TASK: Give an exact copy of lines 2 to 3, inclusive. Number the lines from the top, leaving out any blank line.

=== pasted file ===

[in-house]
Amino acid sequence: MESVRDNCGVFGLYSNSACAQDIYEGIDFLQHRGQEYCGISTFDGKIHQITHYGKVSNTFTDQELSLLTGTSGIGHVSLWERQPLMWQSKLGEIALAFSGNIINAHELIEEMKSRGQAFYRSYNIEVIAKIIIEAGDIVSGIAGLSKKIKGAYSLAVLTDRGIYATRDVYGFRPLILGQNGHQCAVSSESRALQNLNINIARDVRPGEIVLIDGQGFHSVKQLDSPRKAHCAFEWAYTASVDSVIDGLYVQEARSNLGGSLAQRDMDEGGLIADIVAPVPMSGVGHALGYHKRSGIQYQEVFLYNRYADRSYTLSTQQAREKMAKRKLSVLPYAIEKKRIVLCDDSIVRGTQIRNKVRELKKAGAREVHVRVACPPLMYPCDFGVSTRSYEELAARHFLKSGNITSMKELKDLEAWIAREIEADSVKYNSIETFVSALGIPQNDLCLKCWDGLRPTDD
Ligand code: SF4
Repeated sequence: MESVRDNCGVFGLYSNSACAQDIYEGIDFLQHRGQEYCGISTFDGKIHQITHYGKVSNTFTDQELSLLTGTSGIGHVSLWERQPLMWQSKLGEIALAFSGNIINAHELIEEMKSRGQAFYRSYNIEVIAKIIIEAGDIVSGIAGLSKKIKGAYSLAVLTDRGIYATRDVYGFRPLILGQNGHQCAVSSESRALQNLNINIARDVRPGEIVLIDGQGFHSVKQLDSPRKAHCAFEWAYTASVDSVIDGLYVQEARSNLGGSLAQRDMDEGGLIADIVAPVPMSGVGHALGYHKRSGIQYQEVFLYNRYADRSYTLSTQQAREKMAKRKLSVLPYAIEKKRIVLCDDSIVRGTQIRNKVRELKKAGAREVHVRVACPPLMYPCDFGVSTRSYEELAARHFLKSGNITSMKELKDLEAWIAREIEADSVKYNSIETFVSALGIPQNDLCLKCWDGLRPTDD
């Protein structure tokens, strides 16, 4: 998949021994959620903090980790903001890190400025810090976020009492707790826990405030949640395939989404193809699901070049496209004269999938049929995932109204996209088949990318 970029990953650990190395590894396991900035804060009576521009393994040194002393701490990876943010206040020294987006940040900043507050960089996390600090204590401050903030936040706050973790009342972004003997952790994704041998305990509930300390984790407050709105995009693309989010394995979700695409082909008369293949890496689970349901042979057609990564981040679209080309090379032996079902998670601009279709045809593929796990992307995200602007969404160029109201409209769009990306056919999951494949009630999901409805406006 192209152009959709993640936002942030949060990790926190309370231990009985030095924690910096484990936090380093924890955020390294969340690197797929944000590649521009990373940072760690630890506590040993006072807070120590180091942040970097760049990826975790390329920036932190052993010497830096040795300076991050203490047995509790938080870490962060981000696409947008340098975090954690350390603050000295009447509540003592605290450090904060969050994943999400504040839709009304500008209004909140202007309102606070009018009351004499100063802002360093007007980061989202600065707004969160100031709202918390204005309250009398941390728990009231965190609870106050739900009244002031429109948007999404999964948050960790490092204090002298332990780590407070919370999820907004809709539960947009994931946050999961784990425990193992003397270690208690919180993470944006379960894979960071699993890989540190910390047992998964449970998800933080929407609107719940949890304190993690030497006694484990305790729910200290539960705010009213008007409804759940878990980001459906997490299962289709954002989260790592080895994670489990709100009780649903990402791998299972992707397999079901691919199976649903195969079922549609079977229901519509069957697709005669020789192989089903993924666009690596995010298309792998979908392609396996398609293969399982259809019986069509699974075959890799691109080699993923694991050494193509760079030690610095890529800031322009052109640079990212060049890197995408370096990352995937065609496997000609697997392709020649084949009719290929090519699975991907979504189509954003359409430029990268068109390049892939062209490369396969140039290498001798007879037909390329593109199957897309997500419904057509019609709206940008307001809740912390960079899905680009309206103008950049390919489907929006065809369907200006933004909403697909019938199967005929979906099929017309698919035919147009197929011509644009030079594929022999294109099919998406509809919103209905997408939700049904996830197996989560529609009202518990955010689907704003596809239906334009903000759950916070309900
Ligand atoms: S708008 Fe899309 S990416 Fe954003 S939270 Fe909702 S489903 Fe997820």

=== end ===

Amino acid sequence: MESVRDNCGVFGLYSNSACAQDIYEGIDFLQHRGQEYCGISTFDGKIHQITHYGKVSNTFTDQELSLLTGTSGIGHVSLWERQPLMWQSKLGEIALAFSGNIINAHELIEEMKSRGQAFYRSYNIEVIAKIIIEAGDIVSGIAGLSKKIKGAYSLAVLTDRGIYATRDVYGFRPLILGQNGHQCAVSSESRALQNLNINIARDVRPGEIVLIDGQGFHSVKQLDSPRKAHCAFEWAYTASVDSVIDGLYVQEARSNLGGSLAQRDMDEGGLIADIVAPVPMSGVGHALGYHKRSGIQYQEVFLYNRYADRSYTLSTQQAREKMAKRKLSVLPYAIEKKRIVLCDDSIVRGTQIRNKVRELKKAGAREVHVRVACPPLMYPCDFGVSTRSYEELAARHFLKSGNITSMKELKDLEAWIAREIEADSVKYNSIETFVSALGIPQNDLCLKCWDGLRPTDD
Ligand code: SF4